symptoms were mentioned once for each: fatigue, excessive salivation, droopy
eyelids, drowsiness, feeling drunk, dry mouth, eye pain, hives, and numb extremities.
The initial symptom was reported as dizziness, lightheadedness, or the feeling
of disequilibrium by 51 patients (48%), as nausea by 28 (26%), and as abdominal
cramps or pain by 15 (14%). To an open-ended question on the taste of the
food, case patients gave a variety of answers: bitter (n = 4), sweet (n =
2), bland (n = 3), salty (n = 2), sour (n = 2), uncooked (n = 2), foul (n
= 1), metallic (n = 1), "like MSG" (n = 1), rancid (n = 1), spicy (n = 1),
and tart (n = 1). Twenty-six persons (24%) visited the emergency department
or were treated by a physician. Diagnoses of food poisoning, gastroenteritis,
diarrhea, and acute gastritis were made. No biological sample was taken in
the emergency department or by physicians. There were no hospitalizations
Cases occurred sporadically between December 20, 1998, and January 2,
1999 (Figure 1). The estimated total
number of customers varied between 83 (December 20, 1998) and 153 (December
27, 1998). The estimated attack rates between December 20, 1998, and January
2, 1999, varied between 0% (on December 22, 24, 28, and 29) and 38% on January
2, 1999. No other outbreaks or cases of a similar illness were reported to
the California Department of Health Services or the Fresno County Health Department
during 1998 or 1999.
Approximately 100 dishes were available on the restaurant menu. Illness
was associated with consumption of several dishes, but no single dish accounted
for case numbers sufficient to explain the outbreak. We found the strongest
association between illness and eating ground meat (indefinite OR; 95% CI
[lower limit], 1.5), duck (OR, 10.0; 95% CI, 1.2-462.0), chicken coconut soup
(OR, 9.0; 95% CI, 2.3-49.0), and garlic chicken (OR, 7.7; 95% CI, 1.5-74.0).
However, among these, none accounted for more than 15 (14%) cases.
Because no specific dish could account for the majority of cases, we
examined the association between illness and specific ingredients. Consumption
of chili oil (OR, 3.2; 95% CI, 1.5-7.1), lime leaf (OR, 2.4; 95% CI, 1.3-4.3),
and lemon grass (OR, 2.4; 95% CI, 1.2-4.5) was associated with illness, but
even these could not account for more than 34 (32%) cases. Consuming any of
the vegetarian dishes appeared protective (OR, 0.3; 95% CI, 0.1-0.7), as did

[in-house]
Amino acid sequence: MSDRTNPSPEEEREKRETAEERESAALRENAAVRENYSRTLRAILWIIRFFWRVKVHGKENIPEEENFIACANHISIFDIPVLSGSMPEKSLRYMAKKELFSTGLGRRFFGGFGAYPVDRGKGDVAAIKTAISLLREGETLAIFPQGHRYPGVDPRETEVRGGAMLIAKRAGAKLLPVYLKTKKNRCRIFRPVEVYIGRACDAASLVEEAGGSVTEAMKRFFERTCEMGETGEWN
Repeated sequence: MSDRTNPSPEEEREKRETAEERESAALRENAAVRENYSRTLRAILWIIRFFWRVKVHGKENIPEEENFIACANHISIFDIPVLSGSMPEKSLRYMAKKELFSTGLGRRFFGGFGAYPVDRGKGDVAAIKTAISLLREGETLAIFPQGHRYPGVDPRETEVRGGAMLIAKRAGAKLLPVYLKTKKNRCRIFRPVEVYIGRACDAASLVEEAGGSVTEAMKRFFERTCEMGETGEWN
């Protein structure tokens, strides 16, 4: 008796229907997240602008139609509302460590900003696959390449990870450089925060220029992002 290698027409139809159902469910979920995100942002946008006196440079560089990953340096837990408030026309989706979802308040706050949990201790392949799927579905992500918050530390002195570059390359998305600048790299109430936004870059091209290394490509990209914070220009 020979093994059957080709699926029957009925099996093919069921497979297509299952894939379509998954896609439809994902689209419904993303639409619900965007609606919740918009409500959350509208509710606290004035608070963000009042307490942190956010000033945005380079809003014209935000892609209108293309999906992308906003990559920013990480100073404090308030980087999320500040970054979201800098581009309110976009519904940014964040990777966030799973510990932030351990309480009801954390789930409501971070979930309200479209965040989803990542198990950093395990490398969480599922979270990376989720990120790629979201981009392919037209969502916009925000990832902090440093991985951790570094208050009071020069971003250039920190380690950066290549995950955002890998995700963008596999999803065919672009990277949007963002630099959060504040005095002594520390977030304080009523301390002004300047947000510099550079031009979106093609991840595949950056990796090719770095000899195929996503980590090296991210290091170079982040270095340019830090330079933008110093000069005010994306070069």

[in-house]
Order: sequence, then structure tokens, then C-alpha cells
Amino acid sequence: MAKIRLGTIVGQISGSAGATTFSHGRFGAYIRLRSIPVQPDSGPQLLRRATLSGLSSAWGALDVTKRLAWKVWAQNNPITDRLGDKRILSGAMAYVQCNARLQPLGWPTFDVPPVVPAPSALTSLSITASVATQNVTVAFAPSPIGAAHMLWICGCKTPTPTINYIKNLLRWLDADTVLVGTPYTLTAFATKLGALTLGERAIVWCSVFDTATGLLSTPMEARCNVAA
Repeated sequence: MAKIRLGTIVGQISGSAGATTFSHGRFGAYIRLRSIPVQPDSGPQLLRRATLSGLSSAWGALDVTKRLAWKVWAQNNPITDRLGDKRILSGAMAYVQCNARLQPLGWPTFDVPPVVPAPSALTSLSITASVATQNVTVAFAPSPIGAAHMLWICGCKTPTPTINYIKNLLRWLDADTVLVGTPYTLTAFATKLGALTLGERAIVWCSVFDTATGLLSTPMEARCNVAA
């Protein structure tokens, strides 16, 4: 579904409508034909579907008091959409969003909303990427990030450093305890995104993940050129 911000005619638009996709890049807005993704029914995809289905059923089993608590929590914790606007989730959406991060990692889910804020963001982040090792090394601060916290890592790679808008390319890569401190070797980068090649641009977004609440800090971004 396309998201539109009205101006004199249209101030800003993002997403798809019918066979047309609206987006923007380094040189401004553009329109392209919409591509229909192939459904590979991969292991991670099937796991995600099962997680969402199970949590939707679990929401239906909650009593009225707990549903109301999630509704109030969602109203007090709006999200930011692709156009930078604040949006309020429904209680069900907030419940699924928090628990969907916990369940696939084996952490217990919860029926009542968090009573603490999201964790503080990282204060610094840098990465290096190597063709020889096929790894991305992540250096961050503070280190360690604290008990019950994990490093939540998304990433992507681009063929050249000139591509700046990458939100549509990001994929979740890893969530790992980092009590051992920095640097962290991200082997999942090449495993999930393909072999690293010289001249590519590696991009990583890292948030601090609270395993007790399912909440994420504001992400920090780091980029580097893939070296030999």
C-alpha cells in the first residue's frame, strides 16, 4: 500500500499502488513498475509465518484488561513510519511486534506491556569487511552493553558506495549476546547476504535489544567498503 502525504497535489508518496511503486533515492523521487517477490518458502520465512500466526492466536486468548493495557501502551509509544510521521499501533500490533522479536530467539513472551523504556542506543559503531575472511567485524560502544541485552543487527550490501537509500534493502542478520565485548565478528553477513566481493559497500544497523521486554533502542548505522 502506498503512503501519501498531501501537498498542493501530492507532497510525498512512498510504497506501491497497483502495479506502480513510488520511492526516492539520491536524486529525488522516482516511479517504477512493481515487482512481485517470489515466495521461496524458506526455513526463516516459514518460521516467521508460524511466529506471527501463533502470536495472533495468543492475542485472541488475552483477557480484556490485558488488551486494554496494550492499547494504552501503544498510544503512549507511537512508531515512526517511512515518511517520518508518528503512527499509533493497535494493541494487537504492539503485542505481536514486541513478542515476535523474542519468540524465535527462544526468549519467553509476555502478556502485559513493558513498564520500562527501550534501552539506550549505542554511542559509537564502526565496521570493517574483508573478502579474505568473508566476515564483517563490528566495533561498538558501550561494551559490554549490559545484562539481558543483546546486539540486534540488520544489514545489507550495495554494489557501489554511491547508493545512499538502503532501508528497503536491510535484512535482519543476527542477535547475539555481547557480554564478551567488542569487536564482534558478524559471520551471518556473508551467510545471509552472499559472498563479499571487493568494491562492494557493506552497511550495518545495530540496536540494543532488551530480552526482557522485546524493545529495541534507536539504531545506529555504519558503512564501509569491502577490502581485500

consumption of any appetizer (OR, 0.5; 95% CI, 0.3-0.9) and any of the rice
dishes (OR, 0.6; 95% CI, 0.3-1.1).
Salt, glutamate, and sugar were added to almost all dishes. Whereas
glutamate and sugar were uniformly distributed among dishes, salt was not.
The 4 dishes most associated with illness—ground meat, duck, chicken
coconut soup, and garlic chicken—contained between 1 and 2 tsp of salt.
The majority of appetizers and vegetarian dishes, which were protective for
illness, contained less than 1 tsp of salt. In addition, 3 customers did not
consume any salt added by cooks in the kitchen, and none of them reported
illness. To further evaluate the association between salt consumption and
illness, we examined the odds of reporting illness at different levels of
exposure to salt added to foods in the kitchen (Figure 2). There was an estimated dose response: the association
between cases and exposure to salt estimated to have been added to foods in
the kitchen became stronger with increasing levels of salt exposure. Odds
ratios of persons who consumed more than 0.42 to 0.84, more than 0.84 to 1.25,
and more than 1.25 tsp of salt added to foods in the kitchen were 1.9 (95%
CI, 0.6-5.7), 3.0 (95% CI, 1.0-8.8), and 4.0 (95% CI, 1.3-13.5) in comparison
with those of persons who consumed 0.42 tsp or less (P
value for trend = .004). Adults ate a median of 1.0 and children a median
of 0.4 tsp of salt added to foods in the kitchen (P<.001).
Presence of employees during shifts was known from December 21, 1998,
through January 2, 1999, the dates during which 106 of the 107 cases occurred.
The presence of only one cook (cook A) was associated with illness among customers
(OR, 10.4; 95% CI, 1.2-157.4). This cook was present when 73 (69%) of 106
cases became ill. Cooks A and B were present during 16 (80%) of the 20 shifts,
when 104 (98%) of the 106 cases occurred.
The restaurant contained a small kitchen. Condiments for seasoning were
maintained on a table close to the cooks and included vinegar, oyster sauce,
red wine, soy sauce, and chili oil. Small plastic containers of salt, sugar,
and glutamate, filled from the storeroom, were also kept on the stovetop for
use in food preparation. These small containers were refilled approximately
every 2 days.
Sugar, salt, and glutamate were stored in large bulk containers in the
storage room. No enamelware or earthenware was used, except 2 pots for preparation
of curry dishes. Neither pot had glazing. The cooks reported no recent change
in cooking practices. Dishes were made fresh for each customer, and almost
nothing was precooked and reheated. The one exception was sticky rice, which
was usually prepared the day before and then stored in the refrigerator. The
table salt for customers was placed in tabletop shakers, and these were refilled
directly from a retail-purchased container that was maintained in the dining
area. This salt had a different source than did the storeroom salt that was